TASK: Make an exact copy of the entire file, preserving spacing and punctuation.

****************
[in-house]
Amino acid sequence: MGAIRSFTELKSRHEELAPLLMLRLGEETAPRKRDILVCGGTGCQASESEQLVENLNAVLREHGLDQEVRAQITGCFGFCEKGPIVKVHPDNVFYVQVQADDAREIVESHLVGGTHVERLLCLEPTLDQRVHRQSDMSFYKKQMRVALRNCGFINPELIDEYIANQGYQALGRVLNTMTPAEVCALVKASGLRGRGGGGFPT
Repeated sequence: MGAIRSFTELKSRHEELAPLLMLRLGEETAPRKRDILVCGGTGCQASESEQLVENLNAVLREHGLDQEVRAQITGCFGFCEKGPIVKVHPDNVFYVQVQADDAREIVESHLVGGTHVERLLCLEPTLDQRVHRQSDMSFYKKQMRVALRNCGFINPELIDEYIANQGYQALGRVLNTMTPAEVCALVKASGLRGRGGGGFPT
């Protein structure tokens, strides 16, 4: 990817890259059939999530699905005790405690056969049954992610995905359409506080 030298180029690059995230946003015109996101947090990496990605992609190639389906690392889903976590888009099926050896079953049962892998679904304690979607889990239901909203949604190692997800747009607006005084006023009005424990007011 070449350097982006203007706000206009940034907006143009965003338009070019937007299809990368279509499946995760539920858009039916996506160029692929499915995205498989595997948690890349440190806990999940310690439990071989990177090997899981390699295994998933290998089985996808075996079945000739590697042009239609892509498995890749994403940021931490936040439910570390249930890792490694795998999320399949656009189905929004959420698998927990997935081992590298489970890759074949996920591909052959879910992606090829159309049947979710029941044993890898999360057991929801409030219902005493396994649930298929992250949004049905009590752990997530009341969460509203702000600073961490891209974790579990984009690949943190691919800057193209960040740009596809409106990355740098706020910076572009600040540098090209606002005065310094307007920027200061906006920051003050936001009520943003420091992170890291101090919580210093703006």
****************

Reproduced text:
[in-house]
Amino acid sequence: MGAIRSFTELKSRHEELAPLLMLRLGEETAPRKRDILVCGGTGCQASESEQLVENLNAVLREHGLDQEVRAQITGCFGFCEKGPIVKVHPDNVFYVQVQADDAREIVESHLVGGTHVERLLCLEPTLDQRVHRQSDMSFYKKQMRVALRNCGFINPELIDEYIANQGYQALGRVLNTMTPAEVCALVKASGLRGRGGGGFPT
Repeated sequence: MGAIRSFTELKSRHEELAPLLMLRLGEETAPRKRDILVCGGTGCQASESEQLVENLNAVLREHGLDQEVRAQITGCFGFCEKGPIVKVHPDNVFYVQVQADDAREIVESHLVGGTHVERLLCLEPTLDQRVHRQSDMSFYKKQMRVALRNCGFINPELIDEYIANQGYQALGRVLNTMTPAEVCALVKASGLRGRGGGGFPT
């Protein structure tokens, strides 16, 4: 990817890259059939999530699905005790405690056969049954992610995905359409506080 030298180029690059995230946003015109996101947090990496990605992609190639389906690392889903976590888009099926050896079953049962892998679904304690979607889990239901909203949604190692997800747009607006005084006023009005424990007011 070449350097982006203007706000206009940034907006143009965003338009070019937007299809990368279509499946995760539920858009039916996506160029692929499915995205498989595997948690890349440190806990999940310690439990071989990177090997899981390699295994998933290998089985996808075996079945000739590697042009239609892509498995890749994403940021931490936040439910570390249930890792490694795998999320399949656009189905929004959420698998927990997935081992590298489970890759074949996920591909052959879910992606090829159309049947979710029941044993890898999360057991929801409030219902005493396994649930298929992250949004049905009590752990997530009341969460509203702000600073961490891209974790579990984009690949943190691919800057193209960040740009596809409106990355740098706020910076572009600040540098090209606002005065310094307007920027200061906006920051003050936001009520943003420091992170890291101090919580210093703006």